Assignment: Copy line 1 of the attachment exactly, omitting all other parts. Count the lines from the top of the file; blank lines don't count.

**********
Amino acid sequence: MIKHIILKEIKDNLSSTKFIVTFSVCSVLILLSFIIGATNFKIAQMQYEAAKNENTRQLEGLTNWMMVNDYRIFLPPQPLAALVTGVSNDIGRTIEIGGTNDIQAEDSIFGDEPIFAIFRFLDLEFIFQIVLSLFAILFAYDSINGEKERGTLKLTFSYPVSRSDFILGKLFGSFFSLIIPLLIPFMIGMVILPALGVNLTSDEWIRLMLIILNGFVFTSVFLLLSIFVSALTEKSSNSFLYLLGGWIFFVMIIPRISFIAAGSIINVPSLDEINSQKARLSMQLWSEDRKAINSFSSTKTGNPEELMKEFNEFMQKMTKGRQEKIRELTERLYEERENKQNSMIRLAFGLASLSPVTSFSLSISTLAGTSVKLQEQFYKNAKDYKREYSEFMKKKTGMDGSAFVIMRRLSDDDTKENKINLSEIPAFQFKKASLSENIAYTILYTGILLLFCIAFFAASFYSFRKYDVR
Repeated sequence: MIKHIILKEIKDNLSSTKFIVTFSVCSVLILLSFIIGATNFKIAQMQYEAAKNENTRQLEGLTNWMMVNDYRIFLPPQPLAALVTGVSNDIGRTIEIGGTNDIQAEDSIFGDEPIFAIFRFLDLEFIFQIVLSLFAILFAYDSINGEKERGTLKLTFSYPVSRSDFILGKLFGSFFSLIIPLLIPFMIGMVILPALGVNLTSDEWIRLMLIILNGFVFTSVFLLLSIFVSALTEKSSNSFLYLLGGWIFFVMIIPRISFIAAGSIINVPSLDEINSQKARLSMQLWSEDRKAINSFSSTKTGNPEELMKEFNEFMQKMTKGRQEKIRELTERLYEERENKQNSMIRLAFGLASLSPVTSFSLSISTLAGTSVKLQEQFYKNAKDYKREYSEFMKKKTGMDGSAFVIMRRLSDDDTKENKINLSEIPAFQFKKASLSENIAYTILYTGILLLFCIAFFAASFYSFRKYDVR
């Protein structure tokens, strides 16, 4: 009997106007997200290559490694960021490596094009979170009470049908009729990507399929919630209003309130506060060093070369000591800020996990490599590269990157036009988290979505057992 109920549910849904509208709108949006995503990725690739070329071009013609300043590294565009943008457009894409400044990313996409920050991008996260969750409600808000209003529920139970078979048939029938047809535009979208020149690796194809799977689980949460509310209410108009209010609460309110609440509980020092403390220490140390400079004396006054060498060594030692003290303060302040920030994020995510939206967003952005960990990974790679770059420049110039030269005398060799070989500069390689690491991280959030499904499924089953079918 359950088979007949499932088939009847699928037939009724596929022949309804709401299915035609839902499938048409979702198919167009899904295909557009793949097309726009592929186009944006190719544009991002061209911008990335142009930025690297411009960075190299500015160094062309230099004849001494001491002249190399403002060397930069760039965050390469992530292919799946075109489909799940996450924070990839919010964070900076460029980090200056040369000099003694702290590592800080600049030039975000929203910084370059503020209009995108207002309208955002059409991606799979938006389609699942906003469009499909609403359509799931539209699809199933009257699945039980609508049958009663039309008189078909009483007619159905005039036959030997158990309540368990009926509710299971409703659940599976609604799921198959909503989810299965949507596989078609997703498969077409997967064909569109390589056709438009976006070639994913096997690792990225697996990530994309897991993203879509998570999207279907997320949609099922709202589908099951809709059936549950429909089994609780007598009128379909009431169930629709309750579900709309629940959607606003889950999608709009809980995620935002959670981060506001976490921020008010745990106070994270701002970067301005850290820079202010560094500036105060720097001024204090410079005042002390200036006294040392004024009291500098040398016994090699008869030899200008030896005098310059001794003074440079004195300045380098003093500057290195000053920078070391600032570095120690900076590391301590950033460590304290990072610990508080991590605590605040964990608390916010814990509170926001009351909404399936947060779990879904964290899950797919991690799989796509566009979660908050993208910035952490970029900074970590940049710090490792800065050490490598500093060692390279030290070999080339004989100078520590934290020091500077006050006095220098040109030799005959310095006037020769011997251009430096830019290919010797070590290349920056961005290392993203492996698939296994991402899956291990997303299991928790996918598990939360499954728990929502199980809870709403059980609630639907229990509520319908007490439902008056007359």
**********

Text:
Amino acid sequence: MIKHIILKEIKDNLSSTKFIVTFSVCSVLILLSFIIGATNFKIAQMQYEAAKNENTRQLEGLTNWMMVNDYRIFLPPQPLAALVTGVSNDIGRTIEIGGTNDIQAEDSIFGDEPIFAIFRFLDLEFIFQIVLSLFAILFAYDSINGEKERGTLKLTFSYPVSRSDFILGKLFGSFFSLIIPLLIPFMIGMVILPALGVNLTSDEWIRLMLIILNGFVFTSVFLLLSIFVSALTEKSSNSFLYLLGGWIFFVMIIPRISFIAAGSIINVPSLDEINSQKARLSMQLWSEDRKAINSFSSTKTGNPEELMKEFNEFMQKMTKGRQEKIRELTERLYEERENKQNSMIRLAFGLASLSPVTSFSLSISTLAGTSVKLQEQFYKNAKDYKREYSEFMKKKTGMDGSAFVIMRRLSDDDTKENKINLSEIPAFQFKKASLSENIAYTILYTGILLLFCIAFFAASFYSFRKYDVR